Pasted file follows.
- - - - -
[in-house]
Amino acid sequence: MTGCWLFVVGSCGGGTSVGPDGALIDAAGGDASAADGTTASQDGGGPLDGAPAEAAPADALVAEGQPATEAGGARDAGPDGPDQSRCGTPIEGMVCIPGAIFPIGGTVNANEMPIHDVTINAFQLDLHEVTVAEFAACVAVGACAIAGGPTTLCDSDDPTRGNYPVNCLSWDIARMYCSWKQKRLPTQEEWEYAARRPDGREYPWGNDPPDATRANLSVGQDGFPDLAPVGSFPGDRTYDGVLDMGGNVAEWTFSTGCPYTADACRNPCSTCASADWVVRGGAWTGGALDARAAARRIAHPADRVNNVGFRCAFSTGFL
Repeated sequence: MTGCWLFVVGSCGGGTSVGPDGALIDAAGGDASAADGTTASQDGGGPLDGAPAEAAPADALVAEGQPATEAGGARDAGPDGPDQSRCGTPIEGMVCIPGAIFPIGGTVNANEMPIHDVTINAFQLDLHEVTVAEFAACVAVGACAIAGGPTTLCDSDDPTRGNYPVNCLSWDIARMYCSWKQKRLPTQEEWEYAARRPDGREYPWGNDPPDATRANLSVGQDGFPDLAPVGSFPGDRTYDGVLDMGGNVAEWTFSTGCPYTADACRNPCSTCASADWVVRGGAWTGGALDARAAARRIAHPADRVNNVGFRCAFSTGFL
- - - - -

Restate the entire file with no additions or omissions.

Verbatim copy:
[in-house]
Amino acid sequence: MTGCWLFVVGSCGGGTSVGPDGALIDAAGGDASAADGTTASQDGGGPLDGAPAEAAPADALVAEGQPATEAGGARDAGPDGPDQSRCGTPIEGMVCIPGAIFPIGGTVNANEMPIHDVTINAFQLDLHEVTVAEFAACVAVGACAIAGGPTTLCDSDDPTRGNYPVNCLSWDIARMYCSWKQKRLPTQEEWEYAARRPDGREYPWGNDPPDATRANLSVGQDGFPDLAPVGSFPGDRTYDGVLDMGGNVAEWTFSTGCPYTADACRNPCSTCASADWVVRGGAWTGGALDARAAARRIAHPADRVNNVGFRCAFSTGFL
Repeated sequence: MTGCWLFVVGSCGGGTSVGPDGALIDAAGGDASAADGTTASQDGGGPLDGAPAEAAPADALVAEGQPATEAGGARDAGPDGPDQSRCGTPIEGMVCIPGAIFPIGGTVNANEMPIHDVTINAFQLDLHEVTVAEFAACVAVGACAIAGGPTTLCDSDDPTRGNYPVNCLSWDIARMYCSWKQKRLPTQEEWEYAARRPDGREYPWGNDPPDATRANLSVGQDGFPDLAPVGSFPGDRTYDGVLDMGGNVAEWTFSTGCPYTADACRNPCSTCASADWVVRGGAWTGGALDARAAARRIAHPADRVNNVGFRCAFSTGFL